The monospace is coming

Canonical

Canonical

on 18 November 2010

In contrast to a proportionally spaced font a the characters in a monospace occupy all exactly the same width. In the past monospace type was used on typewriters, and more recently in some specialised printing environments such as Credit Card embossing, or ticketing. Today, monospace fonts are primarily used within a programming environment working on terminal windows. The monospace font answers the need for clear code structuring and predictable line lengths. Using monospace fonts allows the programmer to immediately spot a mis-typed character or double space, any of which would prevent the code from compiling as expected.

The new Ubuntu Mono in a code enironment.

Courier is probably one of the most widely recognised monospace fonts, available on many computers. Its pitch sits at 12 glyphs per inch, set at 12 point. Based on an em-square of 1,000 units this is equal to 600 font units. As Courier is widely used it must be considered as a baseline for new monospace designs.

When starting the work on Ubuntu Mono we soon felt that we could narrow the pitch and thus increase the character count per line without compromising legibility. Only a few other monospace fonts have departed from the Courier pitch, amongst them Consolas available in the latest Clear Type collection from Microsoft. We carried out numerous trials to establish the right pitch width for Ubuntu Mono and arrived at 560 unit width. The narrower pitch also helped with spacing of the font as many characters tend to have too much space on the left and right, locking the lowercases together for enhanced legibility. Naturally, the narrower width does create a conundrum on some wide characters such as ‘m’ and ‘w’ but we are confident to have found an acceptable compromise.


Comparing Ubuntu Mono Regular with Courier

Of course, as the font weight gets bolder the narrower width does create a number of design challanges, even more so with the critical characters mentioned above. But the tighter density of the type allows the type designer to compensate by reducing the stroke width of the characters compared to the proportionally spaced font, without deacreasing colour texture, or contrast against the Regular. The biggest difference between creating a proportional font and a monospace is that a proportional design allows the designer to draw the glyph in harmony within itself and agains the other glyphs. A monospace design is dictated by the width and side-bearings (space to left and right of glyph) leaving the designer challanged to find creative solutions to maintain harmony.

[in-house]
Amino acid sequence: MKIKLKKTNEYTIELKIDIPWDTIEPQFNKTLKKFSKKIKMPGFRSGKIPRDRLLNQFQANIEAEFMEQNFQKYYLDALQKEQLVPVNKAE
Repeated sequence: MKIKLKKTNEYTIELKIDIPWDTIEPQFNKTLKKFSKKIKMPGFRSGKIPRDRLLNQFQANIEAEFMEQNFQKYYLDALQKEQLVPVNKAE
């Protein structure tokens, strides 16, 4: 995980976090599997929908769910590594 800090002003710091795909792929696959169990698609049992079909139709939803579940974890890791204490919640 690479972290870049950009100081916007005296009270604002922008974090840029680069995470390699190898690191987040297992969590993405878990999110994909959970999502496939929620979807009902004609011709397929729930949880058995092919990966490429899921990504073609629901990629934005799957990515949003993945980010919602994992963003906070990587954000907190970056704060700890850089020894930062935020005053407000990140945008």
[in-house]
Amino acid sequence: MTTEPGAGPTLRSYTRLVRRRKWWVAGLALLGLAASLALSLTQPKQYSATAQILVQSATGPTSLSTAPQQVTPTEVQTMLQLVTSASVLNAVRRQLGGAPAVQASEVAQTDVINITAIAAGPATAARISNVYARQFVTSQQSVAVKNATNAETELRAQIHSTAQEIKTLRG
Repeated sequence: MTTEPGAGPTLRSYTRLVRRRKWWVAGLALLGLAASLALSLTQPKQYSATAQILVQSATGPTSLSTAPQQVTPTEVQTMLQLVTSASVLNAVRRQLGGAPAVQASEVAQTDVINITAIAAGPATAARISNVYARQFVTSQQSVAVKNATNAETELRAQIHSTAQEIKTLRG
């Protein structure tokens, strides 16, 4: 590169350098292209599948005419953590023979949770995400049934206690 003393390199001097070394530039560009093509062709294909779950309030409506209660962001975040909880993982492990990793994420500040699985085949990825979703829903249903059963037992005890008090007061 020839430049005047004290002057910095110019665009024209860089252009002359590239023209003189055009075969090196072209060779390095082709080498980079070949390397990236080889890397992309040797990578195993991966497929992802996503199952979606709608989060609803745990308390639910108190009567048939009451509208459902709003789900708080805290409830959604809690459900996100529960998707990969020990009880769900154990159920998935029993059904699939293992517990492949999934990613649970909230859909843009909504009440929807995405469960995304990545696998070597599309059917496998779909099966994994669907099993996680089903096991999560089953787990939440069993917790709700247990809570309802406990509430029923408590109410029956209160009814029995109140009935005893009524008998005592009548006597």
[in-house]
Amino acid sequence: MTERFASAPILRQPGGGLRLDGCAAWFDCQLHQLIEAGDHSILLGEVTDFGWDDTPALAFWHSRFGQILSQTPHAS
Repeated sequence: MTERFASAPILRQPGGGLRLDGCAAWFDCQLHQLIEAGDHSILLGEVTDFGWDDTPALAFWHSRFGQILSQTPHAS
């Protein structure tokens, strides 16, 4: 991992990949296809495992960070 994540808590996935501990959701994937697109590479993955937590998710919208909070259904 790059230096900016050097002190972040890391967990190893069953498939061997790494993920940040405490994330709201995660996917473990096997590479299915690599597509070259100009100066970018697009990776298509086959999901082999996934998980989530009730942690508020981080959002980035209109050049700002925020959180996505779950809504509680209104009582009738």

A number of alternative designs to solve the problem of the ‘m’-density. Sometimes we just have to live with a compromise.

The monospaced fonts are planned to be part of the next Ubuntu release in Spring 2011 after being exposed to extensive testing. This is to ensure that they meet as many needs as possible, and being aware that it will be used primarily within a coding environment our emphasis will be to create it with this user group in mind.

The challanges of placing the bold style onto the fixed narrow pitch

The dot within the zero helps to distinguish this glyph agains both the O and Danish Oslash.

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